Triple Choice Tuesday: The Worm Hole

Triple-Choice-TuesdayWelcome to Triple Choice Tuesday. This is where I ask some of my favourite bloggers, writers and readers to share the names of three books that mean a lot to them. The idea is that it might raise the profile of certain books and introduce you to new titles, new authors and new bloggers.

Today’s guest is Charlie, a freelance editor, who blogs at The Worm Hole.

Charlie lives in the south of England and has been blogging about books for five years. She is part-way through a history degree and is busy getting her editing business off the ground.

You can find her tweeting @CarnelianValley.

Without further ado, here are Charlie’s choices:

Suite-francaisA favourite book:  Suite Française by Irène Némirovsky

I find that after I’ve read a fair number of books, I forget a book I enjoyed, but Suite Française has stayed with me, there’s just so much to think about. It’s a completely character-driven, socially driven, almost, novel, a detailed commentary about the way class divisions don’t necessarily end when there’s a war. Even unfinished, it’s remarkable. But what’s stayed with me most is the fact that you’ve this study of the war being written as it happened. You’ve got this — rather generous, when you think about it — questioning of what we think of the enemy, the soldiers fighting this war. In many ways, we’re lucky to read it now rather than earlier because it has a greater impact than it may have if it had been discovered earlier.

Across-the-nightingale-floorA book that changed my world: Across The Nightingale Floor by Lian Hearn

It was years ago now, when I was still at school; I remember wanting to buy a book for a friend and heading to the YA section. I saw Across The Nightingale Floor, and it was a case of wanting to buy it for my friend because I wanted to read it. It occurred to me that my friend didn’t read, that this whole idea had been silly, and I ultimately ended up buying it for myself.

It’s about a boy, who we witness becoming an orphan, becoming the son of a lord before being kidnapped by blood relatives, who teach him that the strange things he’s felt in life — splitting in two, being able to be quiet — are a magical ability. The plot is about revenge, bloody revenge, and there’s a romantic element to it. I just loved it; I’d never read a book set in Asia before (though this is a historical fantasy) and it had an immediate impact. I read fiction set in Asia for the next few years, and nothing else. I’ve learned a lot and in time mixed in some non-fiction which I’m still enjoying today.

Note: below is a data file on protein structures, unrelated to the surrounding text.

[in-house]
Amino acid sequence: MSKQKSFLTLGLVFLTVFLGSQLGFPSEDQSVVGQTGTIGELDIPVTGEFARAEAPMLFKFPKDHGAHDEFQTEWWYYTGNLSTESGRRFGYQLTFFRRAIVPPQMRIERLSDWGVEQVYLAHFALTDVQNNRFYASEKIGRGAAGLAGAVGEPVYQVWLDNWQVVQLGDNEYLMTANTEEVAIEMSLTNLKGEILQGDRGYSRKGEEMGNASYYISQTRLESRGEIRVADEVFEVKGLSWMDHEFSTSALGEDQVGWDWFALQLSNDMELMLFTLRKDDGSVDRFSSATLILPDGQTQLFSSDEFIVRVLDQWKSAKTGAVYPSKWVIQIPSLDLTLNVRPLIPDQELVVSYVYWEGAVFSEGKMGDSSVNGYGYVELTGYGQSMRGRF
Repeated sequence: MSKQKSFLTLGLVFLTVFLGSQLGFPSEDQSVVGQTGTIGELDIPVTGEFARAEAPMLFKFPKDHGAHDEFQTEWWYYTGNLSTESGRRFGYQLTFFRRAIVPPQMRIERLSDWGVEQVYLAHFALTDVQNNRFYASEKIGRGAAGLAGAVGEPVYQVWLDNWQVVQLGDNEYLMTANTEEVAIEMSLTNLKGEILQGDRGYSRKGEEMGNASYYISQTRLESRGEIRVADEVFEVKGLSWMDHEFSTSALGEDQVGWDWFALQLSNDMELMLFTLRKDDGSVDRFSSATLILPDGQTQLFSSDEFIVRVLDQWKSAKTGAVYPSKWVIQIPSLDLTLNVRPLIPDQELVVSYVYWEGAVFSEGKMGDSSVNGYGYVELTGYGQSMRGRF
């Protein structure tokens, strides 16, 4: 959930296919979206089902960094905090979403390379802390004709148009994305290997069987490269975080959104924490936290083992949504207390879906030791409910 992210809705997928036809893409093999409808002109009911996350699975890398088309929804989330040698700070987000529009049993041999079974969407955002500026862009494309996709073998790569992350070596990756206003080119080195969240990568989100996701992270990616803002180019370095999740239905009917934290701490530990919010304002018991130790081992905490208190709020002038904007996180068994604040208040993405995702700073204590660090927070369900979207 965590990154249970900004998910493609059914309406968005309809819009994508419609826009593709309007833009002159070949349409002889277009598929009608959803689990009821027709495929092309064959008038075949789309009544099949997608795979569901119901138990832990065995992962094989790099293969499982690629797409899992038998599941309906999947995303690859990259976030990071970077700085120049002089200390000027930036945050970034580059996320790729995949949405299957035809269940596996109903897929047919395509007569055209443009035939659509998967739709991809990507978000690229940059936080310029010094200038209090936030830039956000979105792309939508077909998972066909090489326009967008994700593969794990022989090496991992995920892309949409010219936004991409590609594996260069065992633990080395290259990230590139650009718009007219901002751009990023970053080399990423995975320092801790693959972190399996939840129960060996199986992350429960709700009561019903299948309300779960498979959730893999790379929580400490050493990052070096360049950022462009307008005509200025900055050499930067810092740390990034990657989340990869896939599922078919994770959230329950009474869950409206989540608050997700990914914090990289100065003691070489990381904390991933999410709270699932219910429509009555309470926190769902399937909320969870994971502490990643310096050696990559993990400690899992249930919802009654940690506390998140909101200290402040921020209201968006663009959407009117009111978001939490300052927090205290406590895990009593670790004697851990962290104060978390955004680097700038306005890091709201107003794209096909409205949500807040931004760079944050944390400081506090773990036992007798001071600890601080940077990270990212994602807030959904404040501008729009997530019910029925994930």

Before-ever-afterA book that deserves a wider audience: Before Ever After by Samantha Sotto

I’m well aware that Before Ever After isn’t perfect and that my particular reasons for liking it will not be shared with everyone, but the fantasy element is well-known and loved. The story is that a woman decides to join a group of strangers for a road trip, and the group leader, the later love interest, seems to know a great deal about the history. It’s full of European culture: art, history, and immortality is involved. The characters are quirky and the ending is slightly ambiguous — you can work out what likely happens but there’s scope to explore the possibilities.

Thanks, Charlie, for taking part in my Triple Choice Tuesday! 

You’ve prompted me to pull Suite Française off my TBR — I’ve had a copy sitting here, bought second-hand, about six years ago! I’m tempted to see the film, too, which is currently screening in UK cinemas. Interesting to see Lian Hearn mentioned here: I believe she lives in Australia. And thanks for flagging up Before Ever After, which I’ve never heard before but sounds rather intriguing…

What do you think of Charlies choices? Have you read any of these books?

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8 thoughts on “Triple Choice Tuesday: The Worm Hole

  1. How nice to be reminded of Lian Hearn’s Tales of the Otari series – I remember being totally engrossed in feudal Japan and the wonderful characters. Hearn is Gillian Rubinstein’s pseudonym for her adult novels – have just visited her web page and she published a new novel about a Japanese storyteller early last year. Another one for the TBR pile. Rubinstein emigrated to Australia from England in the early 70’s.

    Liked by 1 person

  2. Pingback: March 2015 Reading Round-Up || The Worm Hole

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